BITTERROOT VALLEY The Medicine Tree along the East Fork of the Bitterroot River is a sacred site for the Salish people, reminding them of ancestors, timeless teachings and the beauty and importance of the Bitterroot Valley.
But in these turbulent times, it’s becoming a location reminding all of us of the values that are central to a good life.
The Salish have gathered at the Medicine Tree for generations to remember creation stories and to also look forward to the future.
And even though much of the tree was snapped off in a huge windstorm a decade ago, it still has deep significance for the tribe.
This week, volunteers cleaned up brush, removing trash carelessly tossed aside at this sacred site, showing respect so that the tribe can gather along the river twice a year for lessons, prayers and offerings.
This year in particular, tribute is being paid to the elders, as more and more of that generation depart this life. But taking their place are little ones who face their own journeys.
While there was a lot of sadness on Thursday for the tribal elders who weren’t at the ceremony, there were also prayers to be ‘lifted up’, to use those traditions and teachings to help the tribe deal with the problems, and challenges, of today’s world.
“You could feel the ancestors here. You could still hear their words. Words that have been passed down for generations, and how to be who we are. And how to respect, how to do things and what needs to be done for future generations,” said Salish Culture Committee member Tony Incashola.
During a time when tribal members — and people as a whole — face increasing problems of drugs, alcohol, suicide and abuse, the prayers served to remind everyone to stay on the path.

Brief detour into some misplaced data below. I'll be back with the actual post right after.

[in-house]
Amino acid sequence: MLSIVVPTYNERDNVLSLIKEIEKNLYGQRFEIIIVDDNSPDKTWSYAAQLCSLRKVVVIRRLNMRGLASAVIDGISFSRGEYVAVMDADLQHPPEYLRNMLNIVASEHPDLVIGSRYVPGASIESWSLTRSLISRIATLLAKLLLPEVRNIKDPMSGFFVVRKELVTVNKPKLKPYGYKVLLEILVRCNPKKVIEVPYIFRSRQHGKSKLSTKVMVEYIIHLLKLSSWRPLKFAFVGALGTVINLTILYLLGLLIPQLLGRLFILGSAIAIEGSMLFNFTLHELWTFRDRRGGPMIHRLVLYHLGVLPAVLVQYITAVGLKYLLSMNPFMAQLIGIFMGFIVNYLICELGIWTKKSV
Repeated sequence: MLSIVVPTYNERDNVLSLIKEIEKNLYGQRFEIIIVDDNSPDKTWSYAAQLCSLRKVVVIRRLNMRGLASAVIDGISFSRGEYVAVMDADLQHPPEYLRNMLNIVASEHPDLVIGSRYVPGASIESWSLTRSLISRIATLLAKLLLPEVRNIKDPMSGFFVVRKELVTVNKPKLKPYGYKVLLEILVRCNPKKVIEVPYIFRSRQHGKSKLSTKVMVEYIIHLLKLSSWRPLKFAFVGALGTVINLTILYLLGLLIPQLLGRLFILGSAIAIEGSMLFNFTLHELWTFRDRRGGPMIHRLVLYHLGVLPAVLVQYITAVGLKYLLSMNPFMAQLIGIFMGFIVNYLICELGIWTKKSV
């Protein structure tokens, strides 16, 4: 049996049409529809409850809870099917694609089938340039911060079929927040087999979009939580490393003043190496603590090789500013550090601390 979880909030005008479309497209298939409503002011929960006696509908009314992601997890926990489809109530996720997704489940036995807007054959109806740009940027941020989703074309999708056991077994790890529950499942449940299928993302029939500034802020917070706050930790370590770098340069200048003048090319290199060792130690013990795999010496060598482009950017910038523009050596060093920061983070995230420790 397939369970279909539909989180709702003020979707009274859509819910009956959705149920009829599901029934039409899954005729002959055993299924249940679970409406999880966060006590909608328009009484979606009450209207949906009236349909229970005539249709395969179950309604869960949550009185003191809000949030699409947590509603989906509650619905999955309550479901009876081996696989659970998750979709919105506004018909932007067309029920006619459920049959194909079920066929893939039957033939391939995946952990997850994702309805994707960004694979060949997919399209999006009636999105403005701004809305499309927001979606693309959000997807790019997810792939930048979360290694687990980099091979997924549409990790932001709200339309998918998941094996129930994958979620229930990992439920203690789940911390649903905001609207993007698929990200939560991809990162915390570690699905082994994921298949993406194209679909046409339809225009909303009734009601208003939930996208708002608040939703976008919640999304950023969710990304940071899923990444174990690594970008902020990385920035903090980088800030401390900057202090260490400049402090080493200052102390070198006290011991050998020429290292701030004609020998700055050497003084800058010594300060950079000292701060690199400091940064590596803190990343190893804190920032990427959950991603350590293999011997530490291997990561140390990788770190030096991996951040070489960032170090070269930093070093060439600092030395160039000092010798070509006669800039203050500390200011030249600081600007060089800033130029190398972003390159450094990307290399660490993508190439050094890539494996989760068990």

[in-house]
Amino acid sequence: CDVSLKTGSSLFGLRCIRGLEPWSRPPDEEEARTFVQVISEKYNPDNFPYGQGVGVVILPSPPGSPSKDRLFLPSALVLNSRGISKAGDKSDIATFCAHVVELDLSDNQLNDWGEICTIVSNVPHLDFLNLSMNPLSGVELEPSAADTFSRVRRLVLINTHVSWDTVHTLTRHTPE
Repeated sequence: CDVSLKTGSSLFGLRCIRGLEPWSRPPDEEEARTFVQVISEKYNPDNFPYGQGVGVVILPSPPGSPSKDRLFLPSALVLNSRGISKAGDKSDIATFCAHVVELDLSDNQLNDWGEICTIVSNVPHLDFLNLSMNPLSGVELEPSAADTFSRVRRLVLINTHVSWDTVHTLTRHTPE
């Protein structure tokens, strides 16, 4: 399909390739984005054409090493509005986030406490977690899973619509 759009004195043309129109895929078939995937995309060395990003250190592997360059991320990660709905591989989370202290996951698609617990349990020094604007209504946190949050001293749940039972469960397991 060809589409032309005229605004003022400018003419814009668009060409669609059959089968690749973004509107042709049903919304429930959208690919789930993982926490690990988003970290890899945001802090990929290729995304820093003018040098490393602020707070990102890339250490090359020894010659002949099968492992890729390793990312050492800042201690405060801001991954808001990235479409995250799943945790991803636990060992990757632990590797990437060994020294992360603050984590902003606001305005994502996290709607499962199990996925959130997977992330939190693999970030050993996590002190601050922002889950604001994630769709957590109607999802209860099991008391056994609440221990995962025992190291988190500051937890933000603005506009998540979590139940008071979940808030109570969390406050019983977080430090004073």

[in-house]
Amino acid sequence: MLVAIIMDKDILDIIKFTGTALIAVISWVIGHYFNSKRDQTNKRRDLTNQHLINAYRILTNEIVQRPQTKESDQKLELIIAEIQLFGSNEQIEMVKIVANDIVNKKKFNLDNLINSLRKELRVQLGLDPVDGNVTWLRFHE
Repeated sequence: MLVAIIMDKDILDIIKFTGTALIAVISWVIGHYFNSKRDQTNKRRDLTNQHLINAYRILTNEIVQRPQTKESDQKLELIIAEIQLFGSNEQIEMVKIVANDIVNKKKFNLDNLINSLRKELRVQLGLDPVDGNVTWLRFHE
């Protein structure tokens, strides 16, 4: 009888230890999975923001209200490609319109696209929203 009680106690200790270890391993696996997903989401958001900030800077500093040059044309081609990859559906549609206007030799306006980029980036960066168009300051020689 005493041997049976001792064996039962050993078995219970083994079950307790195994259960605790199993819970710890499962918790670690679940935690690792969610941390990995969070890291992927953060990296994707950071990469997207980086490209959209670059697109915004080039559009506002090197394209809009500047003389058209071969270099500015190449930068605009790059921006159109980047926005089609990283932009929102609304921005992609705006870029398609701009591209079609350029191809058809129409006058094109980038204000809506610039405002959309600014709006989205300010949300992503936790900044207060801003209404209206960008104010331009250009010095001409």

“Time — through thousands of years getting here — some things have changed. But the values that we have, and the values that were given to us by our ancestors don’t change,” Incashola said.
“So, therefore, it goes from generation to generation and working different things. Maybe different issues, different times, different problems. But it’s still that same consistent way of doing those things,” he added.
Even though the Medicine Tree has special significance for the Salish, it’s a gift they willingly share with others, asking for the same respect, and opening the door to same reassurance and peace they feel here.
“It’s not just the site for our people. It’s a site for all people. And we, even though it was created through our culture, and our way, what we do here, it’s not generally just for us,” Incashola said.
“It’s for all mankind. All humans, all in our environment. Like I said earlier, all living things that we find, and teach our children to respect.,” he added.
The tribe has acquired additional property at the Medicine Tree site in recent years to allow for more parking and safety along the busy highway.